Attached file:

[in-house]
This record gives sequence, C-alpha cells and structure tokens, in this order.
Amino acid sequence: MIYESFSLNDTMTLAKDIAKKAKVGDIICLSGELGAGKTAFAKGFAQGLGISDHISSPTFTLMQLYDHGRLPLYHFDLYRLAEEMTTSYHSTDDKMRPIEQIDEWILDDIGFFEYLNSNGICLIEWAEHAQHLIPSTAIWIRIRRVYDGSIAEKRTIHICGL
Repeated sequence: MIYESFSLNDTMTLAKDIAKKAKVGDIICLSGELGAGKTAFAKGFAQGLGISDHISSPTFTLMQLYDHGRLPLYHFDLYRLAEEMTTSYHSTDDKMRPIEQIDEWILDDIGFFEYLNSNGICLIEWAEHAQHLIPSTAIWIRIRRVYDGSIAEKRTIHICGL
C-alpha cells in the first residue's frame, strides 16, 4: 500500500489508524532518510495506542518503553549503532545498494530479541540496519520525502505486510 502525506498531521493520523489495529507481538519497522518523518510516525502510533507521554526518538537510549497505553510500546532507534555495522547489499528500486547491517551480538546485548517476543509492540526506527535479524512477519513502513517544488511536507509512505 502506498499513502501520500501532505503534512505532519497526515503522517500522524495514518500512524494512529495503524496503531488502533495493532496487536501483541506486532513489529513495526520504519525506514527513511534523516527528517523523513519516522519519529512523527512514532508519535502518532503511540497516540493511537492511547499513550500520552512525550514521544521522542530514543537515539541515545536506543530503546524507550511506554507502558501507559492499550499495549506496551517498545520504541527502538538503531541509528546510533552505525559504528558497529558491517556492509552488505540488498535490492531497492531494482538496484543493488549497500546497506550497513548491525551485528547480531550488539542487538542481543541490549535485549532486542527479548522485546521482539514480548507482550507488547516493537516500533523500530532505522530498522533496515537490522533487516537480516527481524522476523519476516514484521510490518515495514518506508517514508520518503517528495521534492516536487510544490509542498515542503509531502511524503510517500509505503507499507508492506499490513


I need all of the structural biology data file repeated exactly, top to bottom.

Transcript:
[in-house]
This record gives sequence, C-alpha cells and structure tokens, in this order.
Amino acid sequence: MIYESFSLNDTMTLAKDIAKKAKVGDIICLSGELGAGKTAFAKGFAQGLGISDHISSPTFTLMQLYDHGRLPLYHFDLYRLAEEMTTSYHSTDDKMRPIEQIDEWILDDIGFFEYLNSNGICLIEWAEHAQHLIPSTAIWIRIRRVYDGSIAEKRTIHICGL
Repeated sequence: MIYESFSLNDTMTLAKDIAKKAKVGDIICLSGELGAGKTAFAKGFAQGLGISDHISSPTFTLMQLYDHGRLPLYHFDLYRLAEEMTTSYHSTDDKMRPIEQIDEWILDDIGFFEYLNSNGICLIEWAEHAQHLIPSTAIWIRIRRVYDGSIAEKRTIHICGL
C-alpha cells in the first residue's frame, strides 16, 4: 500500500489508524532518510495506542518503553549503532545498494530479541540496519520525502505486510 502525506498531521493520523489495529507481538519497522518523518510516525502510533507521554526518538537510549497505553510500546532507534555495522547489499528500486547491517551480538546485548517476543509492540526506527535479524512477519513502513517544488511536507509512505 502506498499513502501520500501532505503534512505532519497526515503522517500522524495514518500512524494512529495503524496503531488502533495493532496487536501483541506486532513489529513495526520504519525506514527513511534523516527528517523523513519516522519519529512523527512514532508519535502518532503511540497516540493511537492511547499513550500520552512525550514521544521522542530514543537515539541515545536506543530503546524507550511506554507502558501507559492499550499495549506496551517498545520504541527502538538503531541509528546510533552505525559504528558497529558491517556492509552488505540488498535490492531497492531494482538496484543493488549497500546497506550497513548491525551485528547480531550488539542487538542481543541490549535485549532486542527479548522485546521482539514480548507482550507488547516493537516500533523500530532505522530498522533496515537490522533487516537480516527481524522476523519476516514484521510490518515495514518506508517514508520518503517528495521534492516536487510544490509542498515542503509531502511524503510517500509505503507499507508492506499490513